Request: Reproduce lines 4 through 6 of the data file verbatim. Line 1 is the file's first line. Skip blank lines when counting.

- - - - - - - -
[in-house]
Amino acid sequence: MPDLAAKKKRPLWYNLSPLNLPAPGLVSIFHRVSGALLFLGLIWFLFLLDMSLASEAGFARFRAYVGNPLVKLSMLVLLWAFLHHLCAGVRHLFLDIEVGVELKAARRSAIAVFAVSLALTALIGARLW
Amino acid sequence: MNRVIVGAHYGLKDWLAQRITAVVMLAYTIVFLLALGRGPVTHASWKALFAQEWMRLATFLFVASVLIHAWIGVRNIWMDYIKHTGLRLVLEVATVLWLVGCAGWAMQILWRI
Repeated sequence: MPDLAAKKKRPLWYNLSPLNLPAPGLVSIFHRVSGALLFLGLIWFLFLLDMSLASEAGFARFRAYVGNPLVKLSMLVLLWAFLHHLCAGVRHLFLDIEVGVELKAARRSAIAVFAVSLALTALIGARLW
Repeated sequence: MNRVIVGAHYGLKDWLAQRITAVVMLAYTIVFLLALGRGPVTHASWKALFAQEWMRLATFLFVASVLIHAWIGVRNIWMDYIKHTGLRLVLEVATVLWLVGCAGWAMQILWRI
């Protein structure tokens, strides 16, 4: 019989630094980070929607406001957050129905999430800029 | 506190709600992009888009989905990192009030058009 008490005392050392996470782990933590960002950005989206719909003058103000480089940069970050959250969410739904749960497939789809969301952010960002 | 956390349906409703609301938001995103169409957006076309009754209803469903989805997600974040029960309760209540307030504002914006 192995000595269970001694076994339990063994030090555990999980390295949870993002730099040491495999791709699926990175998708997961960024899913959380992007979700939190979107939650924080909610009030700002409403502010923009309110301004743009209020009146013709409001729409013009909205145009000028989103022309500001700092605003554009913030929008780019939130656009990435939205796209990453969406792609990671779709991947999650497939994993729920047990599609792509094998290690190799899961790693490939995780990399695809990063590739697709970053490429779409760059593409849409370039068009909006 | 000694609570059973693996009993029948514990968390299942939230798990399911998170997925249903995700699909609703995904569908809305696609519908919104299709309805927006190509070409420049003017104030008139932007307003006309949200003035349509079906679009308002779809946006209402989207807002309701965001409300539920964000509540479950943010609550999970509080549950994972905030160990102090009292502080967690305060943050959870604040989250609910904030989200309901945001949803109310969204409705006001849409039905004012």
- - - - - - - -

Repeated sequence: MPDLAAKKKRPLWYNLSPLNLPAPGLVSIFHRVSGALLFLGLIWFLFLLDMSLASEAGFARFRAYVGNPLVKLSMLVLLWAFLHHLCAGVRHLFLDIEVGVELKAARRSAIAVFAVSLALTALIGARLW
Repeated sequence: MNRVIVGAHYGLKDWLAQRITAVVMLAYTIVFLLALGRGPVTHASWKALFAQEWMRLATFLFVASVLIHAWIGVRNIWMDYIKHTGLRLVLEVATVLWLVGCAGWAMQILWRI
């Protein structure tokens, strides 16, 4: 019989630094980070929607406001957050129905999430800029 | 506190709600992009888009989905990192009030058009 008490005392050392996470782990933590960002950005989206719909003058103000480089940069970050959250969410739904749960497939789809969301952010960002 | 956390349906409703609301938001995103169409957006076309009754209803469903989805997600974040029960309760209540307030504002914006 192995000595269970001694076994339990063994030090555990999980390295949870993002730099040491495999791709699926990175998708997961960024899913959380992007979700939190979107939650924080909610009030700002409403502010923009309110301004743009209020009146013709409001729409013009909205145009000028989103022309500001700092605003554009913030929008780019939130656009990435939205796209990453969406792609990671779709991947999650497939994993729920047990599609792509094998290690190799899961790693490939995780990399695809990063590739697709970053490429779409760059593409849409370039068009909006 | 000694609570059973693996009993029948514990968390299942939230798990399911998170997925249903995700699909609703995904569908809305696609519908919104299709309805927006190509070409420049003017104030008139932007307003006309949200003035349509079906679009308002779809946006209402989207807002309701965001409300539920964000509540479950943010609550999970509080549950994972905030160990102090009292502080967690305060943050959870604040989250609910904030989200309901945001949803109310969204409705006001849409039905004012």